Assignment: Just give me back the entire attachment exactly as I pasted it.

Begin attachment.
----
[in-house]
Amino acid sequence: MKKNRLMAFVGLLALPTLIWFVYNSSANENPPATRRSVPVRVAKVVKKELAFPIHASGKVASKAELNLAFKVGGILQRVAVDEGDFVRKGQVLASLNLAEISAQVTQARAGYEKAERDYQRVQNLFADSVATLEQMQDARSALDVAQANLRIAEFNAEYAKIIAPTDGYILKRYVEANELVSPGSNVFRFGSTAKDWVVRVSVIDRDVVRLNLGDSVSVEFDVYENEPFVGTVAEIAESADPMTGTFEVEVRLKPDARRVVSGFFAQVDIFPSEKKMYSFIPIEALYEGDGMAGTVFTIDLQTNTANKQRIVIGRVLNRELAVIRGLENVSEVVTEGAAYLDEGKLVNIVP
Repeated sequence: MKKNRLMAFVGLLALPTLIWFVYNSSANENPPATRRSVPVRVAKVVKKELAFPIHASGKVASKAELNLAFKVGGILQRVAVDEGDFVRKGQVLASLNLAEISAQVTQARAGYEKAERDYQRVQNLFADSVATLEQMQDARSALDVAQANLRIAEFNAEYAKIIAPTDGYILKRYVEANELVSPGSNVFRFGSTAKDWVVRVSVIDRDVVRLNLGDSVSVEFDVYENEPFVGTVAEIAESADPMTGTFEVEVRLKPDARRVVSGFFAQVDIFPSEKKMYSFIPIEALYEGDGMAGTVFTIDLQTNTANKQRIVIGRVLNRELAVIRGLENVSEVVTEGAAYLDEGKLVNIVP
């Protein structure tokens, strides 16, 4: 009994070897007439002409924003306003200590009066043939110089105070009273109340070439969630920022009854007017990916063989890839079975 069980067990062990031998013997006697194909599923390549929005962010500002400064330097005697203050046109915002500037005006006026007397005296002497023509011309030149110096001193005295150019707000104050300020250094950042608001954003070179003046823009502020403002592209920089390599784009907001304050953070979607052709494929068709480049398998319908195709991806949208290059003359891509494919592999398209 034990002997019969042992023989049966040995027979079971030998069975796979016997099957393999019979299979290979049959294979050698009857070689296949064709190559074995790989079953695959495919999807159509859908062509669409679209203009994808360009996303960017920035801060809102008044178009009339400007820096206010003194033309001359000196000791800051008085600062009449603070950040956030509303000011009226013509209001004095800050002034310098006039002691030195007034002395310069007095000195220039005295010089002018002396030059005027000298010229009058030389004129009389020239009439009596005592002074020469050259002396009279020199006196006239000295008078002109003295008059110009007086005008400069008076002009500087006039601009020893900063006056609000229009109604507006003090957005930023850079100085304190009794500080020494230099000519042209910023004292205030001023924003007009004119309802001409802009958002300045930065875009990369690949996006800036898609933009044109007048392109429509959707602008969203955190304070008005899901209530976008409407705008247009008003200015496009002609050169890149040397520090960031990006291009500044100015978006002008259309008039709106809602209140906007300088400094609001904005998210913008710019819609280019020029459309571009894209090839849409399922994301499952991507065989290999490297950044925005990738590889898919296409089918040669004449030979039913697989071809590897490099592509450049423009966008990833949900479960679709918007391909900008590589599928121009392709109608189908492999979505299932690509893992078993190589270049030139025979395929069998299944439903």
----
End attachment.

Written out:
[in-house]
Amino acid sequence: MKKNRLMAFVGLLALPTLIWFVYNSSANENPPATRRSVPVRVAKVVKKELAFPIHASGKVASKAELNLAFKVGGILQRVAVDEGDFVRKGQVLASLNLAEISAQVTQARAGYEKAERDYQRVQNLFADSVATLEQMQDARSALDVAQANLRIAEFNAEYAKIIAPTDGYILKRYVEANELVSPGSNVFRFGSTAKDWVVRVSVIDRDVVRLNLGDSVSVEFDVYENEPFVGTVAEIAESADPMTGTFEVEVRLKPDARRVVSGFFAQVDIFPSEKKMYSFIPIEALYEGDGMAGTVFTIDLQTNTANKQRIVIGRVLNRELAVIRGLENVSEVVTEGAAYLDEGKLVNIVP
Repeated sequence: MKKNRLMAFVGLLALPTLIWFVYNSSANENPPATRRSVPVRVAKVVKKELAFPIHASGKVASKAELNLAFKVGGILQRVAVDEGDFVRKGQVLASLNLAEISAQVTQARAGYEKAERDYQRVQNLFADSVATLEQMQDARSALDVAQANLRIAEFNAEYAKIIAPTDGYILKRYVEANELVSPGSNVFRFGSTAKDWVVRVSVIDRDVVRLNLGDSVSVEFDVYENEPFVGTVAEIAESADPMTGTFEVEVRLKPDARRVVSGFFAQVDIFPSEKKMYSFIPIEALYEGDGMAGTVFTIDLQTNTANKQRIVIGRVLNRELAVIRGLENVSEVVTEGAAYLDEGKLVNIVP
């Protein structure tokens, strides 16, 4: 009994070897007439002409924003306003200590009066043939110089105070009273109340070439969630920022009854007017990916063989890839079975 069980067990062990031998013997006697194909599923390549929005962010500002400064330097005697203050046109915002500037005006006026007397005296002497023509011309030149110096001193005295150019707000104050300020250094950042608001954003070179003046823009502020403002592209920089390599784009907001304050953070979607052709494929068709480049398998319908195709991806949208290059003359891509494919592999398209 034990002997019969042992023989049966040995027979079971030998069975796979016997099957393999019979299979290979049959294979050698009857070689296949064709190559074995790989079953695959495919999807159509859908062509669409679209203009994808360009996303960017920035801060809102008044178009009339400007820096206010003194033309001359000196000791800051008085600062009449603070950040956030509303000011009226013509209001004095800050002034310098006039002691030195007034002395310069007095000195220039005295010089002018002396030059005027000298010229009058030389004129009389020239009439009596005592002074020469050259002396009279020199006196006239000295008078002109003295008059110009007086005008400069008076002009500087006039601009020893900063006056609000229009109604507006003090957005930023850079100085304190009794500080020494230099000519042209910023004292205030001023924003007009004119309802001409802009958002300045930065875009990369690949996006800036898609933009044109007048392109429509959707602008969203955190304070008005899901209530976008409407705008247009008003200015496009002609050169890149040397520090960031990006291009500044100015978006002008259309008039709106809602209140906007300088400094609001904005998210913008710019819609280019020029459309571009894209090839849409399922994301499952991507065989290999490297950044925005990738590889898919296409089918040669004449030979039913697989071809590897490099592509450049423009966008990833949900479960679709918007391909900008590589599928121009392709109608189908492999979505299932690509893992078993190589270049030139025979395929069998299944439903």